Hypoxia explained

Two recent tragedies with loss of life within a few days of each other involved pilot incapacitation at high altitude, conditions consistent with hypoxia. Why do such things happen? I certainly do not want to preempt formal accident investigations, but early indications suggest that lack of oxygen did, indeed, play a role. 

The term “broken record” will soon be consigned to the garbage heap of history: “What is a record?” my teenage son asks. But if I had a dollar for every email, letter, or conversation where pilots have reacted to my broken record, harping on about hypoxia, I would have a healthy stash. 

Ronald Hutchinson was piloting a Cirrus SR22T and was last heard from at 13,000 feet over Pennsylvania. With fighters dispatched he flew NORDO over the nation’s capital and crashed into the ocean. Days later, Larry and Jane Glazer’s TBM 900 departed from its flight plan to Naples, Florida. With two F-15 escorts a and a presumptive cause of hypoxia, this aircraft also came to its final resting place near the Jamaican coastline having descended, presumably out of control, from Flight Level 250. The ATC tapes reveal a pilot requesting a lower altitude due to problems on board, and then repeated attempts by ATC to contact the errant aircraft. How terrible.

The federal aviation regulations state the following in 91.211 regarding supplemental oxygen for nonpressurized aircraft:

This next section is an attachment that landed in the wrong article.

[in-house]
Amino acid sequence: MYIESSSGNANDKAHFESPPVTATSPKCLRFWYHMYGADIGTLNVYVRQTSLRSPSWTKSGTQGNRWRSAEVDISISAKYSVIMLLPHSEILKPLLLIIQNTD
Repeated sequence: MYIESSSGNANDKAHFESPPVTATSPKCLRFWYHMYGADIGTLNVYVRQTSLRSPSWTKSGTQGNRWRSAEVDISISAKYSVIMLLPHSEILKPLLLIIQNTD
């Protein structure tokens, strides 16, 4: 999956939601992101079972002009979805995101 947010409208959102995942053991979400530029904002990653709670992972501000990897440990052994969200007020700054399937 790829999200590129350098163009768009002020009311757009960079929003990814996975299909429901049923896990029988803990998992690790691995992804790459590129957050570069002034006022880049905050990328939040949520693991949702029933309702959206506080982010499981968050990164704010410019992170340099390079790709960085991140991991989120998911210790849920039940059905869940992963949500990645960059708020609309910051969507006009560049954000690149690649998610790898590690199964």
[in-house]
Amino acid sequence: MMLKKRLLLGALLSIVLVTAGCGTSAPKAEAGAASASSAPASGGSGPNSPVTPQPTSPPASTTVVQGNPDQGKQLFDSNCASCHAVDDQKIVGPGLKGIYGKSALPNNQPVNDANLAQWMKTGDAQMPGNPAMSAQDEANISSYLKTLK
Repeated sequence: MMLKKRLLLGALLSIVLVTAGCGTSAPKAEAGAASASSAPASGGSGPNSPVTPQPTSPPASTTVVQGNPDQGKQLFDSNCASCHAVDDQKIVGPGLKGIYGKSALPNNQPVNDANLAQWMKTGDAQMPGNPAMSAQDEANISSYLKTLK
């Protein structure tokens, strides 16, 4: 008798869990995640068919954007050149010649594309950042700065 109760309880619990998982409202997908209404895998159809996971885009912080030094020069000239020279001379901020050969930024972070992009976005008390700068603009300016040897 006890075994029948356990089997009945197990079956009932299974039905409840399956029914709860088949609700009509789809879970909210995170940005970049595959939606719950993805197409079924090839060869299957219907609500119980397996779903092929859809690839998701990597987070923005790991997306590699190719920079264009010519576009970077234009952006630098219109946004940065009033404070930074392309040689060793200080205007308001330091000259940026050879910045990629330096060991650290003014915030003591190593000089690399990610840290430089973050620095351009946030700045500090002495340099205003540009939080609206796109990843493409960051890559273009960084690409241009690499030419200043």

"(a) General. No person may operate a civil aircraft of U.S. registry-- 
"(1) At cabin pressure altitudes above 12,500 feet (MSL) up to and including 14,000 feet (MSL) unless the required minimum flight crew is provided with and uses supplemental oxygen for that part of the flight at those altitudes that is of more than 30 minutes duration;
"(2) At cabin pressure altitudes above 14,000 feet (MSL) unless the required minimum flight crew is provided with and uses supplemental oxygen during the entire flight time at those altitudes; and
"(3) At cabin pressure altitudes above 15,000 feet (MSL) unless each occupant of the aircraft is provided with supplemental oxygen."

The Cirrus, is, of course, a nonpressurized aircraft and the accident aircraft was reportedly at 13,000 feet. Whether or not the pilot was using oxygen is moot, but let's explore some basic issues.

The FAA rules refer to average people, potentially even fit young people, not your average pilot. And why is this important? Every cell in your body requires oxygen. Without it, these cells die—heart, brain, kidney, skin, liver, and pancreas. Take your body into a low-oxygen environment and you are killing cells; you are damaging organs in your body, not least of which is your brain. Anyone who has traveled to Denver or a similar locale from a coastal departure point knows that the first few days one will be tired, will maybe have a headache caused by brain swelling, will experience limited exercise capacity, and may experience enhanced effects from alcohol, just as one does aboard an airliner whose cabin is pressurized to 6,000 or 7,000 feet. This is because of hypoxia. With increasing altitude the molecules of oxygen are “farther apart,” and with each breath less of the life-giving gas is inhaled. Initially one may breathe faster, and the heart will also pump faster to try and compensate, but it can only do so much. In fact, if one wears a pulse oximeter, a simple device that clips on to a finger and measures pulse rate and oxygen saturation, one will see changes develop as low as 4,000 or 5,000 feet, depending on factors such as age, physical fitness, smoking habits, and presence of cardiovascular or pulmonary disease.